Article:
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Very good, but could have been even better., 25 September 2005

On the one hand this is a good movie with a lot of realism and largely good performances. On the other it stops short of being a great movie for two reasons. The first is the casting of Charlie Hunnam as 'Pete'. Not that he does a particularly bad job of the role, but there are enough young British actors who can actually carry off an East End accent that could have played a more believable character. So poor is his dialect at times it's almost as wince-inducing as the token English guy in the Ocean's Eleven remake, who makes Dick Van Dyke sound like Peter Ustinov. But this film is aimed at the American audience so the grubby antics of the cast still have a quaintness about them that you just wouldn't find in or around Green Lane. For instance, the first reference to rhyming slang is bizarre "you're having a bubble (and squeak)" translates as either "you're having an informant" or, in it's more traditional use, "you're having a Greek". Very few Americans, I imagine, would notice these nuances so as an export product it succeeds.

Elijah Woods is very good in this too. It was a brave move to not play another fantasy character or go for a rom-com and despite my reservations before seeing the film, he has done himself a world of good by showing that he is a versatile and memorable presence. Stalwart of the 'nasty piece of work' role, Marc Warren, is as good as always and could have played Pete with ease.

The other slight problem I have with the film is in it's overall premise. Yes it's a refreshing change from British Police and/or gangster films. Yes, it's not a period piece and yes, thank the Lord God almighty, embarrassing plank Hugh Grant is not in it. Movies about the current working class are sadly few and far between so a portrayal of an Englishman who isn't a bumbling in-bred retard is most welcome. But, it niggles me slightly that at a time where football is growing faster than ever before in the States we send over a film that illustrates a small and hideous part of the game. That said, a movie about a happily married middle class footie supporter would be as boring as most of their lives usually are, and we have demonstrated before that movies about violence without guns are one of our strong points. 'ID' and Alan Clarke's 'The Firm' spring to mind. The comparisons with Football Factory will be all too common, but if that film had never been made I think this one still would have.

But anyway, I always tend to pick out the little gripes. All in all this is a very good piece. Not totally authentic, not completely gritty but shys away from the clichés, (even going as far as using one of the stars of Football Factory in a bit-part) and provides some edgy entertainment and on the spot adrenaline. Unlike the ode to eternal disappointment, weirdly adopted by West Ham Utd 'I'm Forever Blowing Bubbles', this is a very promising foray and hopefully will pave the way for other larger-budget 'alternative lifestyle' flicks. I'm not convinced it will be in many DVD collections in five years time but it's unbending enough to deserve respect even for that alone.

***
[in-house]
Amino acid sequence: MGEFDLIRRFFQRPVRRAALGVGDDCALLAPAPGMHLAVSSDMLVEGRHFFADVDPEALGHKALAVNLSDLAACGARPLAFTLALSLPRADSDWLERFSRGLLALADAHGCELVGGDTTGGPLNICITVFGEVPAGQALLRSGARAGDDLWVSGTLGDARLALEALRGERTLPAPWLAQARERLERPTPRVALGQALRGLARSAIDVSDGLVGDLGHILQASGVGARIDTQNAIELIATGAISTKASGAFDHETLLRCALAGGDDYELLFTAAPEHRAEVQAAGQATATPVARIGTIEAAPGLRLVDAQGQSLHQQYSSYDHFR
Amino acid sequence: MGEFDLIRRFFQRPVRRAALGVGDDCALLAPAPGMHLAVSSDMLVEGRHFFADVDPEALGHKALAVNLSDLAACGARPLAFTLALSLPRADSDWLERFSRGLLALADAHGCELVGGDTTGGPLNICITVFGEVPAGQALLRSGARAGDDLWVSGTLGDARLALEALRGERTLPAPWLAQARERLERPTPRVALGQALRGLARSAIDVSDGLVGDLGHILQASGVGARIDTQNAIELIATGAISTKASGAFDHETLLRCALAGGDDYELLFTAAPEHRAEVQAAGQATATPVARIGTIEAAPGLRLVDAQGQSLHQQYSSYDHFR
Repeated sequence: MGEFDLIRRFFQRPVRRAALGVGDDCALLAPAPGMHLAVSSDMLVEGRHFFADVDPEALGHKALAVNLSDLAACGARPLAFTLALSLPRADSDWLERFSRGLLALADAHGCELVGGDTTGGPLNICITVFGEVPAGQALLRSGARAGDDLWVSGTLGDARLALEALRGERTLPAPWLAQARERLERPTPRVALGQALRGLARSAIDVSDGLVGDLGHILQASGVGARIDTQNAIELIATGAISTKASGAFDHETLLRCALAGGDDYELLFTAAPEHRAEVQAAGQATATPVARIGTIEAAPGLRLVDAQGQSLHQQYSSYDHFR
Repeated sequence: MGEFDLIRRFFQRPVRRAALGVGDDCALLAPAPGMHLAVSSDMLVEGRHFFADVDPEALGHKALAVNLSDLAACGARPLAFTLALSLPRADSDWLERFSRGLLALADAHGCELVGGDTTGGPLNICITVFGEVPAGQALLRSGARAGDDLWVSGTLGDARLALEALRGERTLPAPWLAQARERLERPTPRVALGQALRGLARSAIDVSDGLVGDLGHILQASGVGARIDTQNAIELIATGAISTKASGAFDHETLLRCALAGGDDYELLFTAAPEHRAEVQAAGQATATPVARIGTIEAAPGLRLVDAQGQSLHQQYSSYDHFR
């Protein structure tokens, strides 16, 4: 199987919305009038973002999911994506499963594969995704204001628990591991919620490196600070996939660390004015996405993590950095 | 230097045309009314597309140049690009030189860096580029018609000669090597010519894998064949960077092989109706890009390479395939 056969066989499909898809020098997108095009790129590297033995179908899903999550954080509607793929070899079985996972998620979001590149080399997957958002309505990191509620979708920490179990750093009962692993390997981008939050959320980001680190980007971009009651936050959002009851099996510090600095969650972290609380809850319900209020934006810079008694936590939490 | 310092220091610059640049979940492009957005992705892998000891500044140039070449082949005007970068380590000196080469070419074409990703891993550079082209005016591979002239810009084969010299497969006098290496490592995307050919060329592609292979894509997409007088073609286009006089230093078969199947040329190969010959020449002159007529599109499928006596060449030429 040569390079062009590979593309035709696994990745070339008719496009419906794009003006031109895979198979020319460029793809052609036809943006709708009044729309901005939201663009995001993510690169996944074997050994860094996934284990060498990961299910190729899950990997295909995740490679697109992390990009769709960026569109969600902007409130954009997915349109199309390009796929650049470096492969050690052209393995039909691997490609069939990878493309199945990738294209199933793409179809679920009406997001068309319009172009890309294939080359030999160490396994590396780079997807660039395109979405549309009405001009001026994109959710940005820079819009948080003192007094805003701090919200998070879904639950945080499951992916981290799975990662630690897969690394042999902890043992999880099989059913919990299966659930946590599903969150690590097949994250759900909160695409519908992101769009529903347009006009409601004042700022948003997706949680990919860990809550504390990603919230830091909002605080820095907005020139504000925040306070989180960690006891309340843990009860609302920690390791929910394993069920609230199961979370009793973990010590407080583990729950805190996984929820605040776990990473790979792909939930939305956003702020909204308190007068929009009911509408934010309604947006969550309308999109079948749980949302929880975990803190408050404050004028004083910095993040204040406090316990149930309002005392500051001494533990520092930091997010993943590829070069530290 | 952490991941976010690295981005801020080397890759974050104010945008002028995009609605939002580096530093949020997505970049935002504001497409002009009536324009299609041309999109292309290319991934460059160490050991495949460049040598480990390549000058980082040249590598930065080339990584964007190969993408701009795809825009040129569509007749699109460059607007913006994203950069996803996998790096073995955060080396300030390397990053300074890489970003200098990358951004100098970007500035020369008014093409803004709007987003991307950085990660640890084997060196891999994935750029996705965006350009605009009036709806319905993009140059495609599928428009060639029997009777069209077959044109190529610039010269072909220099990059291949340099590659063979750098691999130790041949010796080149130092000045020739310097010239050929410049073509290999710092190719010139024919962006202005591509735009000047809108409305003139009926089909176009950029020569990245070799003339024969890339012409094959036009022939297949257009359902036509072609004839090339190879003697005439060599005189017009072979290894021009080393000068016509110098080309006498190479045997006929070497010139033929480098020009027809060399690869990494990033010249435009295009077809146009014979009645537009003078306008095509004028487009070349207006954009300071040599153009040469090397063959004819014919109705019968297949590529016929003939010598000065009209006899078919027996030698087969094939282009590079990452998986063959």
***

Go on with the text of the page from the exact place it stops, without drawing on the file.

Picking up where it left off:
3 out of 4 people found the following review useful:
For me, more moving than 'It's a Wonderful Life', 23 September 2005

I just watched this movie again on the TV and have done at intervals of maybe four years since it's release. For the first time it has brought tears to eyes! It's just a beautiful, beautiful film. The performances are superlative, particularly of course from The Maestro, the soundtrack is thoughtfully and expertly mixed (as is the cast) and the interplay between the leads is genuinely heartwarming. Of course, the script and story underpin the work but the premise of adult learning from youth has only been rivalled by 'Rushmore' as far as I'm concerned. It's just lovely : ) Watch it, and when your kids are old enough to understand it make them watch it too.

10 out of 16 people found the following review useful:
Laughable, 8 September 2005

*** This review may contain spoilers ***

I thought Nick Love made a good film in Football Factory, but this is a massive step backwards. It's too early for an homage to Guy Richie so this can only be described as a complete rip-off. However, whereas 'Lock, Stock' and 'Snatch' were well-written, imaginative and clever stories this merely attempts to follow their formula to the letter (right down to the freeze-frame narratives), but without any of the style or wit. Even the choice of music is predictable, clumsy and over-stretched. The film jumps from the aforesaid freeze-frames to the mini-videos portraying the leads' entrance to clubs etc, but the accompanying 80's standards and the sheer volume of these shots takes away any impact the pieces might have had even if they had been included less than every five minutes.

The story itself is crime film by numbers too. Local crime-boss takes young kid under wing, makes millions of pounds but then they lose the lot in just six months due to drug-use. I doubt Aerosmith could have gone through that much cash and coke in that short time, and the notion that that the baddie's girl would still have gone for the pasty-faced, broke, coke-head boy in this state would be unbelievable in any other context than this waste of tape.

All that said, if you are a die-hard fan of the new wave of British gangster film, then you might get something out of this, even if it is just the knowledge that 'Face' is no longer the most forgettable example of the genre.

Wait for this on satellite TV if there is absolutely nothing else to watch (I'm including Dad's Army) and in the meantime if you want to see a truly great Costa-Del-Crime movie go and rent Sexy Beast.